As the Internet continues to cause mayhem for the publishing industries, it appears reasonable that libraries would be all but forgotten by people who can access the information and literature that they want with a computer. However studies indicate that 67% of tech-savvy 16 to 29 year olds are using libraries regularly. Although not borrowing as many books as they once did, they are still relying on the library to keep its doors open.
The Annoyed Librarian’s blog post “The library’s ending again”, states that the internet has superseded the reputation of libraries as a repository for knowledge. Digital resources provide access to endless masses of information, virtually untethered to tangible repositories, and digital distribution has superseded the function of a library as a central hub for books.
Ryan Perry’s blog post “The End of Libraries? Not so Fast, MG Siegler”, feels that the library full of shelves of books is a nostalgic vision of a place that no longer seems relevant and that that sort of library has been slowly receding for quite some time, as computers and online resources have superseded physical volumes. He states that rather than ending libraries, the internet makes many new services possible. Libraries increasingly offer technology support and training to an inclusive community and their computers are well used by the community.
Eli Neiburger of the Ann Arbor District Library believes that libraries should be changing their focus to assist content creators earn a better living from their writing and states that “the future of libraries will be determined by what they make, not what they buy”.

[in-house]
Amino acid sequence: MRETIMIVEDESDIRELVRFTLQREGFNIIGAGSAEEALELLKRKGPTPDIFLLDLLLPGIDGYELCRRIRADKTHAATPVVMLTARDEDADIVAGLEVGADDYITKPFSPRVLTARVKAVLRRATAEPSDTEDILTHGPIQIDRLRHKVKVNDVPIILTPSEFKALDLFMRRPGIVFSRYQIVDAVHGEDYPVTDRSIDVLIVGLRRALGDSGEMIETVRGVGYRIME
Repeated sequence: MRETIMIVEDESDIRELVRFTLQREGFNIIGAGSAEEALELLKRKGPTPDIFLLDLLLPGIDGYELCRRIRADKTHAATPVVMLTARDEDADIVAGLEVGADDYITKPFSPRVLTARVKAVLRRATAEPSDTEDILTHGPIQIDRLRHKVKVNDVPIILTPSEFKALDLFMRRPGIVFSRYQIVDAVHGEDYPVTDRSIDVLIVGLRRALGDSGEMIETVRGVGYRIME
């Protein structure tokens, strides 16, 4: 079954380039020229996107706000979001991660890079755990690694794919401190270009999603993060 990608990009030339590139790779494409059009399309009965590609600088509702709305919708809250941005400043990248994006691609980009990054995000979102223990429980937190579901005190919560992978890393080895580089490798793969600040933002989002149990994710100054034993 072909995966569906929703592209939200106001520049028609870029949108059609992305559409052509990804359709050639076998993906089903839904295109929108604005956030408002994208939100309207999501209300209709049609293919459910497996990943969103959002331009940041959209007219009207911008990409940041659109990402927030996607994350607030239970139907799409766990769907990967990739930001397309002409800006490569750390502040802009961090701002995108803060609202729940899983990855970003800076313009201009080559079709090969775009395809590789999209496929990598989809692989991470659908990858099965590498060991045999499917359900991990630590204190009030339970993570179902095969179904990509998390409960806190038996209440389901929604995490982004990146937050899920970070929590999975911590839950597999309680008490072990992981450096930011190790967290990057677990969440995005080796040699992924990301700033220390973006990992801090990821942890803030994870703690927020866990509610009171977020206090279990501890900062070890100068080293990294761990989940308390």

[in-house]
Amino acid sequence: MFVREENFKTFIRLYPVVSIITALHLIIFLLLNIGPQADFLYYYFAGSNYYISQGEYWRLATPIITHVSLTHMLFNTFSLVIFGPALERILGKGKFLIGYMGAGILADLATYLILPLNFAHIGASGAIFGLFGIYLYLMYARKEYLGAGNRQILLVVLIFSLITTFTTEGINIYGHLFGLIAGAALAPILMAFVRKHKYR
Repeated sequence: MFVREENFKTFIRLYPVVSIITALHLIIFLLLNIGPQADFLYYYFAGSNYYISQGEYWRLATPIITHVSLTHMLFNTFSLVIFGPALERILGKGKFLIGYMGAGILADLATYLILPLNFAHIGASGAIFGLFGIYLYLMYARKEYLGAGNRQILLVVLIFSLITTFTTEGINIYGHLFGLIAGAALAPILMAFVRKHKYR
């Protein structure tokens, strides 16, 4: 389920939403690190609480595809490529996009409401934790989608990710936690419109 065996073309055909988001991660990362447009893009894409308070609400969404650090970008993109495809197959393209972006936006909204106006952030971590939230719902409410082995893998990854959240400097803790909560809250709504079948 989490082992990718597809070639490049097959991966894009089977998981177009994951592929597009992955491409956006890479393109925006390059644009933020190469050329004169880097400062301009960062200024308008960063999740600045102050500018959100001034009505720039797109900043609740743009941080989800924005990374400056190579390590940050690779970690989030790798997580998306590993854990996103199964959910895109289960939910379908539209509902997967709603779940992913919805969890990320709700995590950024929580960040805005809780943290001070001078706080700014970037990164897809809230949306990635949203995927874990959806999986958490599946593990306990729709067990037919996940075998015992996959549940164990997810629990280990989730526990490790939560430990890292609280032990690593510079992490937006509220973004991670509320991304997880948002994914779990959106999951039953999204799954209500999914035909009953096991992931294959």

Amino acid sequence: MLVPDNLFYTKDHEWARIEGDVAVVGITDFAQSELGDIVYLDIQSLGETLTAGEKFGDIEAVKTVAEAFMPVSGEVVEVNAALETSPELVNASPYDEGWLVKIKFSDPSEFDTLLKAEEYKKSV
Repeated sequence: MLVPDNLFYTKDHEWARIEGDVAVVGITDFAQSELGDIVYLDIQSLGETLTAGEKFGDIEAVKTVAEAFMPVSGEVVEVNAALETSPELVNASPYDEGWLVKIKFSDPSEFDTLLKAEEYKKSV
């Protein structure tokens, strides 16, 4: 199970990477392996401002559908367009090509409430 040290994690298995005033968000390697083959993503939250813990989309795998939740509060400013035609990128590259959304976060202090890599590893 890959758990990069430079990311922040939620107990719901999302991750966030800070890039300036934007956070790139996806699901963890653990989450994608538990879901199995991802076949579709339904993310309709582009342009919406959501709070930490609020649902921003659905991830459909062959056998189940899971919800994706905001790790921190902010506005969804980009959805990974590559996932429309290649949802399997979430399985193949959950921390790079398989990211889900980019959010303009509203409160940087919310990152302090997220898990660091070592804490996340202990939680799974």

Art Brodsky on the position of libraries in the age of digital books writes:
“Imagine walking into a library or bookstore and needing three or four pairs of different glasses to read different books manufactured to specific viewing equipment. Or buying a book and then having to arbitrarily destroy it after say, two weeks. That’s just nuts. But it’s the current situation we’re in with ebooks.” He is implying that Google, Amazon, Apple and others now have their own e-book stores which sell items only compatible on particular devices or within certain applications.
Spaces currently known as libraries may live on as cultural and learning centres. Libraries may co-locate the physical space with tourism, consumer and community advice centres, adult learning or museums. Others may live on as technology hubs such as BiblioTech Bexar County Digital Library (the first bookless library), makerspaces and fablabs with equipment including tablets, Kindles, Nooks, 3D printers, and laser and vinyl cutters.
The library of the future will be different. What do you think? Will increased access to information be the demise of libraries? Do libraries have a future? If so, what will it look like? If not, what will be their end? Be a part of the conversation in the comment section below.